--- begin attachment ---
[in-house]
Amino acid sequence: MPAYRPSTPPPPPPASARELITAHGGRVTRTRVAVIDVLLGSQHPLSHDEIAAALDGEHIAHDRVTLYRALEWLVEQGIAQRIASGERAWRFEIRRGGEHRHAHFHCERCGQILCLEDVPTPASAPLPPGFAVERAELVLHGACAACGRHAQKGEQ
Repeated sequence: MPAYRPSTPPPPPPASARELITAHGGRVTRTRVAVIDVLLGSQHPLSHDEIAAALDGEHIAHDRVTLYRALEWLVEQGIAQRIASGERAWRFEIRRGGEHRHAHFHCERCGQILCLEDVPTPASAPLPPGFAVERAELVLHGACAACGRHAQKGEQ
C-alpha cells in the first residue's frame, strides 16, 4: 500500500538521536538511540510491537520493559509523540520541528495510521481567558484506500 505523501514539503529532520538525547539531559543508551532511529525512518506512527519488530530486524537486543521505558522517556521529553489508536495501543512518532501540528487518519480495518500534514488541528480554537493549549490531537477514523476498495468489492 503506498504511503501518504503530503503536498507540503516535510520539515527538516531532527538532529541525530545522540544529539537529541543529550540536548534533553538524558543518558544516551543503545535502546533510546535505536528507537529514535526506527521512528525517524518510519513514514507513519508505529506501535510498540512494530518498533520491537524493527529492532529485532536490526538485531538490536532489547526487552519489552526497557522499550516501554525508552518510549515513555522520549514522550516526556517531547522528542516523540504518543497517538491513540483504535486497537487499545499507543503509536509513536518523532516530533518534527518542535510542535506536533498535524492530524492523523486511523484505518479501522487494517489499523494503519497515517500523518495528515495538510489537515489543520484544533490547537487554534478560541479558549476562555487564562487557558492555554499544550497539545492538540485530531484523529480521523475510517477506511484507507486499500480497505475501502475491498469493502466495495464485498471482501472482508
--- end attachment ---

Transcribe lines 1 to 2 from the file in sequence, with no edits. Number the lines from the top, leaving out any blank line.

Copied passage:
[in-house]
Amino acid sequence: MPAYRPSTPPPPPPASARELITAHGGRVTRTRVAVIDVLLGSQHPLSHDEIAAALDGEHIAHDRVTLYRALEWLVEQGIAQRIASGERAWRFEIRRGGEHRHAHFHCERCGQILCLEDVPTPASAPLPPGFAVERAELVLHGACAACGRHAQKGEQ